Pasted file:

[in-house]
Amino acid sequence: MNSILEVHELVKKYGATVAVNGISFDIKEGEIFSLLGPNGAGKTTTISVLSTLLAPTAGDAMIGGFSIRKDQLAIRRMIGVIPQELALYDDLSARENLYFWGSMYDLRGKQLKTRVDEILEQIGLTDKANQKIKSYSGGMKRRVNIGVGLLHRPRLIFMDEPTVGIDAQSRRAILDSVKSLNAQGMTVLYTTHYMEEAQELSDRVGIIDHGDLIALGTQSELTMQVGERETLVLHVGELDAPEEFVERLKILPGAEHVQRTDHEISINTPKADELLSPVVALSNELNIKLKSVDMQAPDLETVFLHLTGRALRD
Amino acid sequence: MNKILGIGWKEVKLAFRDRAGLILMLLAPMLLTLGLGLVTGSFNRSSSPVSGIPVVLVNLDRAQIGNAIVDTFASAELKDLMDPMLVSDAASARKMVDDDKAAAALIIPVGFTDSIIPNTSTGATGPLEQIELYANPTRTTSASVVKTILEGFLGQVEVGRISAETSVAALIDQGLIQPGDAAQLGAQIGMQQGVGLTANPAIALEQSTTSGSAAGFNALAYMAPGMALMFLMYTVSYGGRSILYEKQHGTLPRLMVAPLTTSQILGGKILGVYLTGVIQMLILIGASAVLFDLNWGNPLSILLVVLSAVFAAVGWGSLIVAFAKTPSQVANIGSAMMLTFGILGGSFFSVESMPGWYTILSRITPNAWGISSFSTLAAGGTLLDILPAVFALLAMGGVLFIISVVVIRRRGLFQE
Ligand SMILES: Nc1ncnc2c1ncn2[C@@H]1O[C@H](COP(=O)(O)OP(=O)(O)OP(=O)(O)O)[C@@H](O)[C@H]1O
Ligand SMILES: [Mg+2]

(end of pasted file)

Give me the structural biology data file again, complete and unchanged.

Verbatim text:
[in-house]
Amino acid sequence: MNSILEVHELVKKYGATVAVNGISFDIKEGEIFSLLGPNGAGKTTTISVLSTLLAPTAGDAMIGGFSIRKDQLAIRRMIGVIPQELALYDDLSARENLYFWGSMYDLRGKQLKTRVDEILEQIGLTDKANQKIKSYSGGMKRRVNIGVGLLHRPRLIFMDEPTVGIDAQSRRAILDSVKSLNAQGMTVLYTTHYMEEAQELSDRVGIIDHGDLIALGTQSELTMQVGERETLVLHVGELDAPEEFVERLKILPGAEHVQRTDHEISINTPKADELLSPVVALSNELNIKLKSVDMQAPDLETVFLHLTGRALRD
Amino acid sequence: MNKILGIGWKEVKLAFRDRAGLILMLLAPMLLTLGLGLVTGSFNRSSSPVSGIPVVLVNLDRAQIGNAIVDTFASAELKDLMDPMLVSDAASARKMVDDDKAAAALIIPVGFTDSIIPNTSTGATGPLEQIELYANPTRTTSASVVKTILEGFLGQVEVGRISAETSVAALIDQGLIQPGDAAQLGAQIGMQQGVGLTANPAIALEQSTTSGSAAGFNALAYMAPGMALMFLMYTVSYGGRSILYEKQHGTLPRLMVAPLTTSQILGGKILGVYLTGVIQMLILIGASAVLFDLNWGNPLSILLVVLSAVFAAVGWGSLIVAFAKTPSQVANIGSAMMLTFGILGGSFFSVESMPGWYTILSRITPNAWGISSFSTLAAGGTLLDILPAVFALLAMGGVLFIISVVVIRRRGLFQE
Ligand SMILES: Nc1ncnc2c1ncn2[C@@H]1O[C@H](COP(=O)(O)OP(=O)(O)OP(=O)(O)O)[C@@H](O)[C@H]1O
Ligand SMILES: [Mg+2]